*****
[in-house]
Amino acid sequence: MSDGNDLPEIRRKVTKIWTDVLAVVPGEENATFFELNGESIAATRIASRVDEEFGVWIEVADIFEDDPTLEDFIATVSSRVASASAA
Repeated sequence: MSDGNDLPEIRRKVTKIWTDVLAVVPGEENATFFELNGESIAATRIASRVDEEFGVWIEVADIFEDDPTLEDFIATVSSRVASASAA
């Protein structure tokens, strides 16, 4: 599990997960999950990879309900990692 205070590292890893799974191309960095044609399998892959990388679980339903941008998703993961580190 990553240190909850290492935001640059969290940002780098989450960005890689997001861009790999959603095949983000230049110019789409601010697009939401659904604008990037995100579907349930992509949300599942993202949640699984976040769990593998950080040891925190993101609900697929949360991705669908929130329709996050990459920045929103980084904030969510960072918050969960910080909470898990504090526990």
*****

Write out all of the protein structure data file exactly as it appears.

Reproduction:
[in-house]
Amino acid sequence: MSDGNDLPEIRRKVTKIWTDVLAVVPGEENATFFELNGESIAATRIASRVDEEFGVWIEVADIFEDDPTLEDFIATVSSRVASASAA
Repeated sequence: MSDGNDLPEIRRKVTKIWTDVLAVVPGEENATFFELNGESIAATRIASRVDEEFGVWIEVADIFEDDPTLEDFIATVSSRVASASAA
């Protein structure tokens, strides 16, 4: 599990997960999950990879309900990692 205070590292890893799974191309960095044609399998892959990388679980339903941008998703993961580190 990553240190909850290492935001640059969290940002780098989450960005890689997001861009790999959603095949983000230049110019789409601010697009939401659904604008990037995100579907349930992509949300599942993202949640699984976040769990593998950080040891925190993101609900697929949360991705669908929130329709996050990459920045929103980084904030969510960072918050969960910080909470898990504090526990």